Next step: The program adviser at Miraval asked me, as they always do at these places, what the intention of my vacation was. What is your intention? I have no memory of what I said, but she urgently sent me scurrying with some marked-up handouts about a man named Jonathan, whose classes, she said, I must not fail to attend.
He had a ponytail, I remember, and old-fashioned wire-rimmed spectacles, and a string of beads lay tight against his throat. Perhaps 15 or 20 years my junior, Jonathan Ellerby, PhD, has the clearest eyes I’ve ever seen, expectant eyes full of light. Was it the glint off the spectacles or some inner glow? At this juncture, it really did not matter; a familiar ponytail and light from any direction shining on me would do just ﬁne.
We sat in a circle on the ﬂoor of the conference room, and Jonathan passed around the handouts he’d meticulously prepared:
She who sees deeply into
one thing, sees all.
She who looks long into all things,
—Ancient Vedic teaching,
circa 4000 BCE
On the next page, this:
If you want to be given everything,
Give everything up . . .
Because the Master has no
goals in mind,
Everything she does succeeds.
—Lao Tzu, circa 600 BCE
You talkin’ to me? I thought when I glanced at them. And then, on the next two pages, were shiny young Jonathan’s own teachings:
The 12 Paradoxes of the Sacred Path
1. Do your inner work to address your outer challenges.
2. Be willing to give all to get all.
3. All the answers you seek are within you now, and you’ll need a path, a guide and time.
4. Be focused, discerning and determined, and surrender to mystery in each moment.
5. That which takes from us gives to us: Sickness is a healer, loss is a teacher.
6. Master suffering and self-discipline to understand joy and freedom.
7. You must come to terms with death to embrace life.
8. Your feelings are as important as they are misleading.
9. Be compassionately indifferent.
10. Learn the power of solitude and the importance of community.
11. That which is invisible is real and lasting; the visible is a ﬂeeting lie: Spirit is the driving force behind matter.
12. Live your authentic, true self, and know that it too is an illusion.
Some curriculum; I should perhaps extend my stay to 20 years, or 20 lifetimes. But I love lists (checking it twice!), and I already love Jonathan and the program adviser who sent me to Jonathan and the wandering boyfriend and everyone on the planet and possibly other planets, too. Be grateful to everyone never seemed so easy as in this moment, even at the exorbitant day rate.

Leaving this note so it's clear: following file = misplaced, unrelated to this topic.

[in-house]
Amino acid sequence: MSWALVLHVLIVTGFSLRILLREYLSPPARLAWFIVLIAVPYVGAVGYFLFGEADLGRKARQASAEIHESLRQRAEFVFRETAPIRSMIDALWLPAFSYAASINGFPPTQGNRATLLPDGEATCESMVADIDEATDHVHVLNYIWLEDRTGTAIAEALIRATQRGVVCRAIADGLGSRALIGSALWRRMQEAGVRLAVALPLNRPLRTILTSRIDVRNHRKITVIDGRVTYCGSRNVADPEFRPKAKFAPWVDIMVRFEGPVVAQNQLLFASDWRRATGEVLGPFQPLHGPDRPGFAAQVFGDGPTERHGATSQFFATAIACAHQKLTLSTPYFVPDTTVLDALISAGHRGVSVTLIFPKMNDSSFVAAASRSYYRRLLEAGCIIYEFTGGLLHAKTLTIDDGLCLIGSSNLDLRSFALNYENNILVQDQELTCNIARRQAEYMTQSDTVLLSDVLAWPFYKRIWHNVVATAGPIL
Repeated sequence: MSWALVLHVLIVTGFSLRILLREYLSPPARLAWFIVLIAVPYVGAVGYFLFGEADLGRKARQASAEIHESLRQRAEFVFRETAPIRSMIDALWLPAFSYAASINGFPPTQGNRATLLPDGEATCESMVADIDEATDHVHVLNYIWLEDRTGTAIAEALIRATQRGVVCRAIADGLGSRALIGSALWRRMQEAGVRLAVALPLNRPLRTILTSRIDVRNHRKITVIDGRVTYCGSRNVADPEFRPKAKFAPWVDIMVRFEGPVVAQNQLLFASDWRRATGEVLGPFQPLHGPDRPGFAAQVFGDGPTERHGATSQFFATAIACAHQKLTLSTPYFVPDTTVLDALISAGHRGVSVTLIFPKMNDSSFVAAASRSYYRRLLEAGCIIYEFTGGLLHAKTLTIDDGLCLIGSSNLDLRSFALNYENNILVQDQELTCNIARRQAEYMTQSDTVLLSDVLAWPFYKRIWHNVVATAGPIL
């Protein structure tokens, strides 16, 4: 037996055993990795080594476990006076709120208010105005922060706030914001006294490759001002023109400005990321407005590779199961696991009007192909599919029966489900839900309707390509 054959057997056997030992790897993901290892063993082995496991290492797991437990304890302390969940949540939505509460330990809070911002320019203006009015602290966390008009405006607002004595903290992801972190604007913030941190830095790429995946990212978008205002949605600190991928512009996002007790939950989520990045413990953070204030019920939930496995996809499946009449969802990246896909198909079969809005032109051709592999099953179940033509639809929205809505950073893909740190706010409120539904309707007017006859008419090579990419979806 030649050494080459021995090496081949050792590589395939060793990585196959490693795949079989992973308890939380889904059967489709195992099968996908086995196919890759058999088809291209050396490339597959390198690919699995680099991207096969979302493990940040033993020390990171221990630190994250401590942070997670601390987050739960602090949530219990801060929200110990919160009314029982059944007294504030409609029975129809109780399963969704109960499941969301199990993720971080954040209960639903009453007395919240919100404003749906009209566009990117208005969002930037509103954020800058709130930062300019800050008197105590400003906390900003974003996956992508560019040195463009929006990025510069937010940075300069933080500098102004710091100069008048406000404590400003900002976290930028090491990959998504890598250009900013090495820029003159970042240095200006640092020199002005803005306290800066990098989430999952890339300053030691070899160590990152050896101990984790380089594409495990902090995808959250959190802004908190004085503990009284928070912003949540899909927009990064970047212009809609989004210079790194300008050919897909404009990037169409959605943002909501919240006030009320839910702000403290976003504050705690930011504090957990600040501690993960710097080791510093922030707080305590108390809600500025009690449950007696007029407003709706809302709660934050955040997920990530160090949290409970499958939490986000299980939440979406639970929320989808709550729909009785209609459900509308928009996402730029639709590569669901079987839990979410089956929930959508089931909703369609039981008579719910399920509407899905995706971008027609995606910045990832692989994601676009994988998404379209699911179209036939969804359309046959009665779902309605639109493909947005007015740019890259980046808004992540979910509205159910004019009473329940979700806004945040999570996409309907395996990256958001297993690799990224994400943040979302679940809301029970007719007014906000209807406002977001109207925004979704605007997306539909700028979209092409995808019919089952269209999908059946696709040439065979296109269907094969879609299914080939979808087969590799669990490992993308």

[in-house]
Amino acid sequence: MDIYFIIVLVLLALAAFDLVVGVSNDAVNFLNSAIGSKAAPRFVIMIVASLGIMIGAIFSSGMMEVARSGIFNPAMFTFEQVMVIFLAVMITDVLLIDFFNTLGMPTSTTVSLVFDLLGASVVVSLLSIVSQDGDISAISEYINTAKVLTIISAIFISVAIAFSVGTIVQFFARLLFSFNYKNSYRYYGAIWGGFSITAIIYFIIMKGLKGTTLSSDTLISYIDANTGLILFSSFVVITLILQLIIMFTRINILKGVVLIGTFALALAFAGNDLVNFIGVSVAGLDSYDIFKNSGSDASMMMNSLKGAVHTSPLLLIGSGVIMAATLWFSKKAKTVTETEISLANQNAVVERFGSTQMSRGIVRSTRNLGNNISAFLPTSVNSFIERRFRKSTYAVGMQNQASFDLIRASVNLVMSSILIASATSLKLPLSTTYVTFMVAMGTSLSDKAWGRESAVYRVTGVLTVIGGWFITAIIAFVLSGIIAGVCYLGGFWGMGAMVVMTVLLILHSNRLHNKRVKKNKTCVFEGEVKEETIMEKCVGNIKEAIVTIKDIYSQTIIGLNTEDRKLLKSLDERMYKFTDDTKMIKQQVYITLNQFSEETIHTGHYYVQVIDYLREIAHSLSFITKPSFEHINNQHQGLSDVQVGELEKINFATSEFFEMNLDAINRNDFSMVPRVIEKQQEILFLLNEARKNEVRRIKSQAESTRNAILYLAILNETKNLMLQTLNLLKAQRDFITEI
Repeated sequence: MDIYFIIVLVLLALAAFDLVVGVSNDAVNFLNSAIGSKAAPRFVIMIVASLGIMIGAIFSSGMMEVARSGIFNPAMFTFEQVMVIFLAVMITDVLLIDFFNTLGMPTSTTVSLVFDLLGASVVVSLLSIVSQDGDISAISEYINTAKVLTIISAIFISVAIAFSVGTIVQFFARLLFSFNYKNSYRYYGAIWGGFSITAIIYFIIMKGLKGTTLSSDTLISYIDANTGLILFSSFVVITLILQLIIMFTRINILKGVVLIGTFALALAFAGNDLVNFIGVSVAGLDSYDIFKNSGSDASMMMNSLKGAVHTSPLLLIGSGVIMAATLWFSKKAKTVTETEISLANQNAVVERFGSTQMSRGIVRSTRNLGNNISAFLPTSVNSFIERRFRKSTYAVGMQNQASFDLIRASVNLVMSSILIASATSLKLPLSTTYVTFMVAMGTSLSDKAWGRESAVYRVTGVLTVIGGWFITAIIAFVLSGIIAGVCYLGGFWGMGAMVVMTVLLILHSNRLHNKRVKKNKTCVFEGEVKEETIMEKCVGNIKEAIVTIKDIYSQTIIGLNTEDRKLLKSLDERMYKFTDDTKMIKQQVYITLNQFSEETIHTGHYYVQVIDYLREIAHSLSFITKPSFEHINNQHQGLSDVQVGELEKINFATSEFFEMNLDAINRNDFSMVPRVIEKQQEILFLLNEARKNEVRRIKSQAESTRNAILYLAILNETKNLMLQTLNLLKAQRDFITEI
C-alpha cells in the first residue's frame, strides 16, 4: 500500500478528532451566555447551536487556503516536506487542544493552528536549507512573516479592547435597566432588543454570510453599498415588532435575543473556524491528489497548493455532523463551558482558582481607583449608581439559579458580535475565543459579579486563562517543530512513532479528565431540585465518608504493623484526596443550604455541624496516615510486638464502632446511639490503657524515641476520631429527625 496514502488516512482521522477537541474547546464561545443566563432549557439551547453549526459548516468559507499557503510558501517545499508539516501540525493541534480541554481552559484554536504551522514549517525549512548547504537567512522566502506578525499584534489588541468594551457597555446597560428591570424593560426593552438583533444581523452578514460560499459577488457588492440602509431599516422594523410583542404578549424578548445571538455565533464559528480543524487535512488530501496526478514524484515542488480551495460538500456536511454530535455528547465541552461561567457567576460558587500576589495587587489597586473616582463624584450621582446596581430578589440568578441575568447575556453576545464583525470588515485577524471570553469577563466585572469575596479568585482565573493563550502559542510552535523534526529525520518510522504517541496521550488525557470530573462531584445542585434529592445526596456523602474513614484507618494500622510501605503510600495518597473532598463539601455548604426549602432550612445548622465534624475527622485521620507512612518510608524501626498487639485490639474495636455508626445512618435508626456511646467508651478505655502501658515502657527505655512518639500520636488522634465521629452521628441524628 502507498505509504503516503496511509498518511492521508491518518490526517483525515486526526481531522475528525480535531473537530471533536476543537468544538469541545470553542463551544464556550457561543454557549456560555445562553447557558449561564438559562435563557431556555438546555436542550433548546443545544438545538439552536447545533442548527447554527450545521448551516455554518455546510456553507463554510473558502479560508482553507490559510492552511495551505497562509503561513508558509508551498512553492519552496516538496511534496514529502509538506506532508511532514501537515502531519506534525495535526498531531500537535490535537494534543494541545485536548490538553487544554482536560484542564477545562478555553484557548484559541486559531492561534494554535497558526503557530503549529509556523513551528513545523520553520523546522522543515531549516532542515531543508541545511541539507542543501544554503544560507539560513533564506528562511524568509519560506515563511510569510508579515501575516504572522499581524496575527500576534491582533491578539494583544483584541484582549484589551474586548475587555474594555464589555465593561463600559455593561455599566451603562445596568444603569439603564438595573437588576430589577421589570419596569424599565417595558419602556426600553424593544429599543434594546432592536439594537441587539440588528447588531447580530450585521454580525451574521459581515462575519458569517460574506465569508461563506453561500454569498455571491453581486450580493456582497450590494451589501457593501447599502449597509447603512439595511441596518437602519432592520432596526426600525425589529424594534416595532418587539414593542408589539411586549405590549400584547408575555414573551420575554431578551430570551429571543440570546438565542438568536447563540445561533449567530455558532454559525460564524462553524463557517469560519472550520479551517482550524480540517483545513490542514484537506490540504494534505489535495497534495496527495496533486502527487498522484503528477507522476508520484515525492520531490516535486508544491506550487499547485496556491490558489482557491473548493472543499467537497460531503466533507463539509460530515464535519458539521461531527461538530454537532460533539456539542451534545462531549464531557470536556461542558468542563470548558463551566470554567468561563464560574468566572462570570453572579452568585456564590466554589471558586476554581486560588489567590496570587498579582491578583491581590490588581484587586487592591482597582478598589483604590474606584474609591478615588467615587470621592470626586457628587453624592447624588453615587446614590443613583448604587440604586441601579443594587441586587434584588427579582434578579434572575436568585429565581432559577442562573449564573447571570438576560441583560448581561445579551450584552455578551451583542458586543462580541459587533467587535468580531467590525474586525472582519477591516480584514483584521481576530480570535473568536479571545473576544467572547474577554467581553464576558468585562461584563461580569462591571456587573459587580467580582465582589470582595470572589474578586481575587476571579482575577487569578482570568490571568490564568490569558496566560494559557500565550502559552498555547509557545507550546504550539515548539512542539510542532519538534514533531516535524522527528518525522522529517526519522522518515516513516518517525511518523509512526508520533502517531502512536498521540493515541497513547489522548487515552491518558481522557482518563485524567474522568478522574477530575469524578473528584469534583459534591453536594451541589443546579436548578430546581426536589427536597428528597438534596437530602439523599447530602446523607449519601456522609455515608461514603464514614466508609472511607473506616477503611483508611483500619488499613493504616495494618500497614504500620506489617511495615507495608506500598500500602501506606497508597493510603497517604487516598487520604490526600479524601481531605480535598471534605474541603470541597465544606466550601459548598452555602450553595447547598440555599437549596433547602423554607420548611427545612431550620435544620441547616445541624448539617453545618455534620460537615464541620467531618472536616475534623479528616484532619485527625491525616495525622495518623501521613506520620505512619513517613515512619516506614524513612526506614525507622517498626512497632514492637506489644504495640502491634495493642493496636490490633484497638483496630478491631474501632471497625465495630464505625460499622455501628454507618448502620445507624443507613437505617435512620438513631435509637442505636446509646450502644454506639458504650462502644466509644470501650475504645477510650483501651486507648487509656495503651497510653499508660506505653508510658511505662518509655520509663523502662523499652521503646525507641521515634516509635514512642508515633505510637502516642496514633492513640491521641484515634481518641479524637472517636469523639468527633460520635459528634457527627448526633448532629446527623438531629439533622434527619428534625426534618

And so I spend a private session hour on each of the next days walking in the desert with Jonathan and picking up stones as he instructs, talking about what each one meant to me, about whom each stone represented, placing it somewhere in relation to the stones already gathered in the hopes of telling him a story (at his prompting): a story about me, a story about, What is your intention? A stone for each parent, one for my sister, one for the ﬂyaway man, one for me.
I know: insane (and I also get a wicked sunburn in the process—not quite the fully transformative reptilian skin shedding I badly need but a symbolic step in the right direction). While Jonathan and I are out here in the desert anthropomorphizing rocks, I realize that Dr. Goudard, who is actually a child psychiatrist, is probably back in New York playacting with his chronologically younger patients in just this way but using wooden blocks or plastic ﬁgures instead of stones.
By the time my little trip is done, the backs of all of Jonathan’s classroom handouts are ﬁlled with his not-quite-childlike handwriting: big block -capital-printed letters, the summary notes he methodically sends you away with each day, usually in the form of more lists. That’s how Jonathan works: He writes notes for you to take home. And if you’re smart, you save them.
The ﬁrst list he gave me, his wrap-up of our initial chat, which hadn’t been billed to be exactly about this at all, or at least not as so stated: BECAUSE OF FEAR—WHAT I WON’T DO.